The Civil Aviation Authority of Singapore (CAAS) has
announced plans to enhance the unmanned aircraft (UA or drone)
regulatory framework and is seeking feedback from members of the public.
being reviewed include the UA operating guidelines, the UA pilot competency
requirements, as well as requirements for UA with total mass of more than 25
The review is based on CAAS’ three-year experience with the
implementation of the UA regulatory framework, international benchmarking and
feedback from UA users in Singapore.
A public consultation exercise kicked off on 29 April 2018 at
the Drone Showcase, in conjunction with Car-Free Sunday SG @ one-north,
organised by JTC and the Urban Redevelopment Authority (URA).
Members of the public can provide their feedback via the
Reach website (http://www.reach.gov.sg) until 31 May 2018.
Under the current
framework, Operator Permits (OP) and/or Activity Permits are
required for operating UA under the following circumstances:
An Operator Permit
is granted by CAAS to an organisation or individual after the applicant has
been assessed to be able to conduct operation of UA safely. CAAS' assessment
includes, but not limited to, the applicant’s organisational set-up, competency
of the personnel especially those flying the UA, procedures to manage safety
including the conduct of safety risk assessments, and the airworthiness of each
An Activity Permit
is granted by CAAS to an applicant for a single activity or a block of repeated
activities to be carried out by a UA taking into account the location, altitude
and period of the operation, type(s) of operation to be conducted, and
mitigation measures to address location-specific circumstances. This is to
ensure that adequate safety measures are put in place at the area(s) of
operation and that the UA operations will not disrupt manned aircraft
CAAS intends to enhance
UA operating guidelines to include additional guidance for addressing
the importance of understanding the characteristics of the UA, particularly the
limitations published by the UAS manufacturers. The additional guidance will
also address users’ modification or customisation of UA with a view to ensuring
the airworthiness of the UA.
CAAS will also introduce an online training programme to equip persons flying UA with
the essential knowledge of flying UA safely. Currently, a person flying a UA
with total mass of 7 kg or below for recreational or research purposes is
advised to follow the UA operating guidelines. The online training programme
will be compulsory for persons flying UA with total mass of more than 1.5 kg
but up to 7 kg for recreational or research purposes.
Pilot licensing framework
A UA pilot licensing
framework will be introduced for certain UA operations to ensure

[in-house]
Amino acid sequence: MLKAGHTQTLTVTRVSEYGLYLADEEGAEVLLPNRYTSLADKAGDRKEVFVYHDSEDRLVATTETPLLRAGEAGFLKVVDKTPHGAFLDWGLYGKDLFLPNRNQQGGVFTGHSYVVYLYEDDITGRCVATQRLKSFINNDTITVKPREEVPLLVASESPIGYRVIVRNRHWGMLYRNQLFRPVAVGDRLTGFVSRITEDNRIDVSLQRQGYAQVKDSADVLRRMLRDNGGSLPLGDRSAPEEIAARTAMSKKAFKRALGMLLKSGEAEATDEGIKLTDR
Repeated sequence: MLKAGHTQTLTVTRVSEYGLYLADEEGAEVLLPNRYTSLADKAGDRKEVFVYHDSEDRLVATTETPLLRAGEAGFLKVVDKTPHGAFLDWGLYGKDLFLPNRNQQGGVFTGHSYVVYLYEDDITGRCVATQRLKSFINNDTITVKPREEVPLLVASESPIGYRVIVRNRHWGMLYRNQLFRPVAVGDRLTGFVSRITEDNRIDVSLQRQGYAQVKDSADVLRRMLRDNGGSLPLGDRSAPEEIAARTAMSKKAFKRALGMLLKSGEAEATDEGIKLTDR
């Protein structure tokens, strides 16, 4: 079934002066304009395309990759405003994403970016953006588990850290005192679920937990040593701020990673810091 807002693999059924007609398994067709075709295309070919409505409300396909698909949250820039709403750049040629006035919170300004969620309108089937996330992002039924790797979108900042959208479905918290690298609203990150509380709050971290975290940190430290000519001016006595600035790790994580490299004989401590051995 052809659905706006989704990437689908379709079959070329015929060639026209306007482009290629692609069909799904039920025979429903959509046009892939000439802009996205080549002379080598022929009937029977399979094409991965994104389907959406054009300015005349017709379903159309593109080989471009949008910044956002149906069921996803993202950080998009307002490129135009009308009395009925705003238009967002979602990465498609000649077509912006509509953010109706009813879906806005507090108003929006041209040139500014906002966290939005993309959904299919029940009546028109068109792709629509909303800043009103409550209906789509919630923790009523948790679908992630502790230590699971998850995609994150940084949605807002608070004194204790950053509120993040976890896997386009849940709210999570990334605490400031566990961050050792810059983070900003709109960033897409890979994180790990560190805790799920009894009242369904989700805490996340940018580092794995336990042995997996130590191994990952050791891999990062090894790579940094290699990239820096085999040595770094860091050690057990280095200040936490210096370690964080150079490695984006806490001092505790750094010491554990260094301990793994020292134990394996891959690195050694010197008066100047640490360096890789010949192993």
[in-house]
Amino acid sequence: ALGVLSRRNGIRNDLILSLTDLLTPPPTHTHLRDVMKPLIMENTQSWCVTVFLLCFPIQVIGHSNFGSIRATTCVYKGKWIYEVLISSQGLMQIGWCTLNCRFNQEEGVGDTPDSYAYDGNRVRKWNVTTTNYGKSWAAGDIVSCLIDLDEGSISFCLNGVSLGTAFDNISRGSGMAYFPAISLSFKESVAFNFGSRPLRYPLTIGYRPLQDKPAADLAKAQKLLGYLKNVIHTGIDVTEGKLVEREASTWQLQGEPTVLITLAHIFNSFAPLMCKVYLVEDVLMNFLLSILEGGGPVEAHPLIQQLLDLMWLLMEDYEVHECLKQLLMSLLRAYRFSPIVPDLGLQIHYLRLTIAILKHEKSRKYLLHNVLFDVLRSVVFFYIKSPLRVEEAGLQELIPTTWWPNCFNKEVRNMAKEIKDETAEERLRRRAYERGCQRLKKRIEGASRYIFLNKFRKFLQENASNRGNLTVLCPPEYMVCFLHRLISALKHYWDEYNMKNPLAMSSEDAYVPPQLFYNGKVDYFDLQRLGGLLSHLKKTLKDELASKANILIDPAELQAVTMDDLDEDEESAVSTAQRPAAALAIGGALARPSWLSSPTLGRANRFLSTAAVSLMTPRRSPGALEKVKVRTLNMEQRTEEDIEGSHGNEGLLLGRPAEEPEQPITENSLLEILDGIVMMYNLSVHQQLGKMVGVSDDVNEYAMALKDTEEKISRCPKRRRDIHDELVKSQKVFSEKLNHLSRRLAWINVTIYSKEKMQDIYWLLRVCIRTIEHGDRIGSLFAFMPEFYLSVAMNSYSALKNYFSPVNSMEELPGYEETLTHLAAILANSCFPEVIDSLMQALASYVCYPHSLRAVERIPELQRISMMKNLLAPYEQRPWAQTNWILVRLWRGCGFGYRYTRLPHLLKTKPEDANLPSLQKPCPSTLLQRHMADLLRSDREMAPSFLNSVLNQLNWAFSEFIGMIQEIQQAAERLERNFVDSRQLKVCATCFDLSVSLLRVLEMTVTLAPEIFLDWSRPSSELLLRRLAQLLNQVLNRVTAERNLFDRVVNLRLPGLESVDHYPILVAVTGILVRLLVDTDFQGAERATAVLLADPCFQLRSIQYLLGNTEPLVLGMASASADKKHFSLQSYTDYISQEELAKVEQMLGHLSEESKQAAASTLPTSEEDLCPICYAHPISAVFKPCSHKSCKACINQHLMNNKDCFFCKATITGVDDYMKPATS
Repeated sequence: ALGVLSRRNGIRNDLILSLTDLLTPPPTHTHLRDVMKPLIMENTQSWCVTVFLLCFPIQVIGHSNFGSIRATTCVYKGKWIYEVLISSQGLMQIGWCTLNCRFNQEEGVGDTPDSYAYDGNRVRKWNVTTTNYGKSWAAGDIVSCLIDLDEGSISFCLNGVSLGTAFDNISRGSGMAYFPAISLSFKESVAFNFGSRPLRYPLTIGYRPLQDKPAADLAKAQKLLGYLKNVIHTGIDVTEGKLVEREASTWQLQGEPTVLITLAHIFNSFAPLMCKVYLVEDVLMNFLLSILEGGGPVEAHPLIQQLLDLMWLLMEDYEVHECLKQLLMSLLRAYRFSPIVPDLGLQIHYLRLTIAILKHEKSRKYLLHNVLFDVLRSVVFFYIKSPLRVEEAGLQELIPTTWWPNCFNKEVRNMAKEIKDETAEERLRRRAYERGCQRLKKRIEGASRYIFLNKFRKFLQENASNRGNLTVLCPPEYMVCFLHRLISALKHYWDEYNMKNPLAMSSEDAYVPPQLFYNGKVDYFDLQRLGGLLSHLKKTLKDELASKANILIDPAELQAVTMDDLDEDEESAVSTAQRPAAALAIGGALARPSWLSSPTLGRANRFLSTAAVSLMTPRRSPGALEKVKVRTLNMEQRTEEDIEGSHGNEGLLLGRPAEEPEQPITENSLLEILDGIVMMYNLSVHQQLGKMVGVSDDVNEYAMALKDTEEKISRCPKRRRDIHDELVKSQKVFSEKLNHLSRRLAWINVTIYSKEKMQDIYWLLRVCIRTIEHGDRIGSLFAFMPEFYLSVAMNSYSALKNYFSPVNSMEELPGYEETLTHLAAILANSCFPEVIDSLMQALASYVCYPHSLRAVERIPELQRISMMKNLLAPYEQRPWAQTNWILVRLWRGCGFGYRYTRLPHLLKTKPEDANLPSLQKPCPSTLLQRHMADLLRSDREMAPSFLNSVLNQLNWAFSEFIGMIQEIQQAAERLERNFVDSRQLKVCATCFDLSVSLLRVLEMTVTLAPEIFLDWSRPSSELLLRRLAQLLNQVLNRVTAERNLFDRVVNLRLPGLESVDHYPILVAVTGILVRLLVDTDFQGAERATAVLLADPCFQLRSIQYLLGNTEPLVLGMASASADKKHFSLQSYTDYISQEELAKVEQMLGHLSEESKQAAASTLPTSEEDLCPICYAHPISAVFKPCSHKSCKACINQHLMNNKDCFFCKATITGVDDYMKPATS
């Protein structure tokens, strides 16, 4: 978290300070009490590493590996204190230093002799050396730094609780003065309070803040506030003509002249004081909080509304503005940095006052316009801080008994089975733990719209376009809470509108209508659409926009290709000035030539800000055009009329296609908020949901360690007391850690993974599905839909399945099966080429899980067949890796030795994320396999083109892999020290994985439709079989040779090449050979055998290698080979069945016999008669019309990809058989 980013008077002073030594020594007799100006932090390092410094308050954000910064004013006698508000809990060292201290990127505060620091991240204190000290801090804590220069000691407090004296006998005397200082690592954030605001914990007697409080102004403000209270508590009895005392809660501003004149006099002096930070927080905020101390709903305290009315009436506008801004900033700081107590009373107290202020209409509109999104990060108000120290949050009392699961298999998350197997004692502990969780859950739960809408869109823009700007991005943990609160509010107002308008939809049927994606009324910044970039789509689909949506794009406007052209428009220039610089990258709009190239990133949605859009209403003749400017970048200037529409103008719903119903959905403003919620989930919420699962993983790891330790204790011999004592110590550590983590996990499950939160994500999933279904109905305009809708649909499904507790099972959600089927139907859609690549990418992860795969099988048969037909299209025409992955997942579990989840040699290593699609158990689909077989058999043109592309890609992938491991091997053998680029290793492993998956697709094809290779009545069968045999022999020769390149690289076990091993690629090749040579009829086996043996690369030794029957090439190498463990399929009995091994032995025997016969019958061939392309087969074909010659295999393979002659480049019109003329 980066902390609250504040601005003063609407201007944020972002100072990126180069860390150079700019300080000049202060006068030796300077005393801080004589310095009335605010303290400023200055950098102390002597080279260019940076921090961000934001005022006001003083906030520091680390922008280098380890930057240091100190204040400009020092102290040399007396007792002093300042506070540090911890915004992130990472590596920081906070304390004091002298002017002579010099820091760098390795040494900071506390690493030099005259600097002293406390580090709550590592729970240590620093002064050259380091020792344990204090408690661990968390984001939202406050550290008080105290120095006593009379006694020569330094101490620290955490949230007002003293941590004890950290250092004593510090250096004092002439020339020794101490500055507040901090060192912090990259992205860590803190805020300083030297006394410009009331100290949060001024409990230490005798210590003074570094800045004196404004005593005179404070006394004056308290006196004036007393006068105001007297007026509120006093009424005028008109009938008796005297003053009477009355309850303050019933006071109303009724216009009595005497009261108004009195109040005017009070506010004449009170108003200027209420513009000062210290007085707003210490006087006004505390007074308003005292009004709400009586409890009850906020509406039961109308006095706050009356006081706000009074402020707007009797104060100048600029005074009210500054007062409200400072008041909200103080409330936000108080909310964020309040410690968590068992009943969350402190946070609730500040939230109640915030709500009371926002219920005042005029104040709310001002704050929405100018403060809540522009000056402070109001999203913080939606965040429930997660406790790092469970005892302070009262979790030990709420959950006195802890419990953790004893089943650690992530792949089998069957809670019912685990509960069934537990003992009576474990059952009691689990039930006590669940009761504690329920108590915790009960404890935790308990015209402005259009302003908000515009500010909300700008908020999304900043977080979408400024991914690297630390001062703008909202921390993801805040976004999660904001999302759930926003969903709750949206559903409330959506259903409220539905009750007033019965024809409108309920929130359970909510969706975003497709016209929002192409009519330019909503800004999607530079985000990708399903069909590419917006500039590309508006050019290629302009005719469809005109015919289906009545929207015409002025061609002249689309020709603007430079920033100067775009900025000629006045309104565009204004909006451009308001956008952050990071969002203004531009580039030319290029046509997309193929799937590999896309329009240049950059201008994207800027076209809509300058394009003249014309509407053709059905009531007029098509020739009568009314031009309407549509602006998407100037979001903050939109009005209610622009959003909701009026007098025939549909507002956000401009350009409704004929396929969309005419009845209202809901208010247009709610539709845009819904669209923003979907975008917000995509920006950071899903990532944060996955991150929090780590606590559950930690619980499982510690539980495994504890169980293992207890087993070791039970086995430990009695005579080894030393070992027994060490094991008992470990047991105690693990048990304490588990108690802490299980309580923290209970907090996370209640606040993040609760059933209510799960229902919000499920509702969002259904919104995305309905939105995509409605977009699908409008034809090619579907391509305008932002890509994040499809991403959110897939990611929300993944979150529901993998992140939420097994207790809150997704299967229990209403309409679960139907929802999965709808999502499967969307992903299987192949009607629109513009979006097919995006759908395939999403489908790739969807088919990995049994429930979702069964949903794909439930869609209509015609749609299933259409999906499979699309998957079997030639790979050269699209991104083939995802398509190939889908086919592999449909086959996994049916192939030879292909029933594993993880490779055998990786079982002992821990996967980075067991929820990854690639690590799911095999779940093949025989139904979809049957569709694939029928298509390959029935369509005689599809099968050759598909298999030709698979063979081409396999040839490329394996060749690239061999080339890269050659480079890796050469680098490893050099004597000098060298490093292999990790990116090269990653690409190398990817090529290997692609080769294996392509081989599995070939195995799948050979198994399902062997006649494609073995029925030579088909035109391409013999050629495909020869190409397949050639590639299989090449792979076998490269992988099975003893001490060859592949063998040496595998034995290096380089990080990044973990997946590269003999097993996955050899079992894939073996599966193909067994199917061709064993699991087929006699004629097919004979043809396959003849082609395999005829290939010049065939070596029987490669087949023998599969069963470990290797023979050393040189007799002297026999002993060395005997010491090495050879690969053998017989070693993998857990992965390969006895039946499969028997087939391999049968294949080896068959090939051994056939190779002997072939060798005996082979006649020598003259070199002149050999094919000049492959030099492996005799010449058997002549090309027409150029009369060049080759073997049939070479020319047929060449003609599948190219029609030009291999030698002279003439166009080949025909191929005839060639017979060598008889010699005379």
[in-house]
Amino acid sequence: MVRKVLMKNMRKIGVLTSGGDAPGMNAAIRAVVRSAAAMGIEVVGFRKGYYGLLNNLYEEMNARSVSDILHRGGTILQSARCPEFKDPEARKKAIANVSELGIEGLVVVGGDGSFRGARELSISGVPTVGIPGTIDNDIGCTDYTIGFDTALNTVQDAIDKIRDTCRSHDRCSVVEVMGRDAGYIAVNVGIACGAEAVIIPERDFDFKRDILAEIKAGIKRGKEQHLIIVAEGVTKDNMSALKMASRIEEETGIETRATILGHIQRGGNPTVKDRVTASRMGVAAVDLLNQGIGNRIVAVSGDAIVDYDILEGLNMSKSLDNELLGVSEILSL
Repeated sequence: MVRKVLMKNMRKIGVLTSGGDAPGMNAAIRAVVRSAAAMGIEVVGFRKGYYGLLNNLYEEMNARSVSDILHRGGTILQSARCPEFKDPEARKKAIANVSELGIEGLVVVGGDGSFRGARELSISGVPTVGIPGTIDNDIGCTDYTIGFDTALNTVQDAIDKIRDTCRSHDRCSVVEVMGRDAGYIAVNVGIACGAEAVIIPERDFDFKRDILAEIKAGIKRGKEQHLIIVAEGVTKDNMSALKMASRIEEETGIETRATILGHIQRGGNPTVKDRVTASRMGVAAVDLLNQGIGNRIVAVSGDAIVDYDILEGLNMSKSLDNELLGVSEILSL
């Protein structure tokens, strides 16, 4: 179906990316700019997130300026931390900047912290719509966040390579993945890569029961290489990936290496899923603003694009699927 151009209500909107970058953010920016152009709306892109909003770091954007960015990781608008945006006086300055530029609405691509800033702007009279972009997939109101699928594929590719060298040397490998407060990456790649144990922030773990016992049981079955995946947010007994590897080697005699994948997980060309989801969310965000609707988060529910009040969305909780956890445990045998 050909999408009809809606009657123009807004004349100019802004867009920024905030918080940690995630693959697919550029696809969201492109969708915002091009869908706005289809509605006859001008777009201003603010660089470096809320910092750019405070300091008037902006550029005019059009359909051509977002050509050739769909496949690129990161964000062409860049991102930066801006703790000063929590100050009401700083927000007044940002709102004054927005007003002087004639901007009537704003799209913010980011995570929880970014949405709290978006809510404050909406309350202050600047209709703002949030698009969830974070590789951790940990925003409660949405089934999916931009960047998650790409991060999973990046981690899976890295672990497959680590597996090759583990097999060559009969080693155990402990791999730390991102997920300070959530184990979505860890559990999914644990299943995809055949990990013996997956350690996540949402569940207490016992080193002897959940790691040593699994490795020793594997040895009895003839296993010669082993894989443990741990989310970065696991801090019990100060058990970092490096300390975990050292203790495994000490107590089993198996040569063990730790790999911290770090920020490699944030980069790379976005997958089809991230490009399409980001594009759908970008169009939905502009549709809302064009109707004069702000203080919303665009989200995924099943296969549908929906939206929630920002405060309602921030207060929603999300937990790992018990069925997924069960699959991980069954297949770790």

that UA pilots have a minimum competency level. Under this framework, a person
must demonstrate competency in terms of skills, knowledge and experience before
he can be granted a UA pilot licence (UAPL) by CAAS.
Any person flying UA with total mass of more than 7 kg for
recreational or research purposes will be required to obtain a UAPL granted by
CAAS. With the UAPL, the person will no longer be required to apply for an OP.
There will be three categories of UAPL, namely Aeroplane,
Rotorcraft and Powered-lift, with ratings associated to each category depending
on whether the total mass of the UA is 25 kg or below or above 25 kg.
Any person flying UA for non-recreational or non-research
purposes will be required to obtain a UAPL granted by CAAS. This seeks to
enhance the flexibility for holders of OP to engage any UA pilot with a valid
UAPL. However, holders of OP must still ensure that the UA pilots they engage
are familiar with their specific operational requirements.
CAAS will introduce
a UA training organisation framework to support the proposed UA
pilot licensing. Under this framework, training organisations approved by CAAS
will provide training to equip UA pilots with the necessary competency, as well
as to conduct the assessment required for the grant of a UAPL by CAAS.
Additional requirements for persons operating UA with
total mass more than 25 kg
CAAS will also introduce
additional requirements for persons operating UA with total mass more than 25
kg, which correspond with the increase in safety risk. These
requirements may include partial or full type certification of the UA (type certificate defines the design of the
aircraft type and certifies that this design meets the appropriate
airworthiness requirements established), certification of the UA
operator and maintenance organisation.
With the above proposed enhancements, the UA regulatory
framework will be as below:
Mr Kevin Shum, Director-General of CAAS, said, “The rapid
growth in UA activities benefits both the users and the economy but may pose
risk to aviation and public safety, particularly in Singapore’s highly
urbanised environment. While we are keen to support the fast growing UA
industry, this always needs to be balanced against the need to maintain high
levels of aviation and public safety.”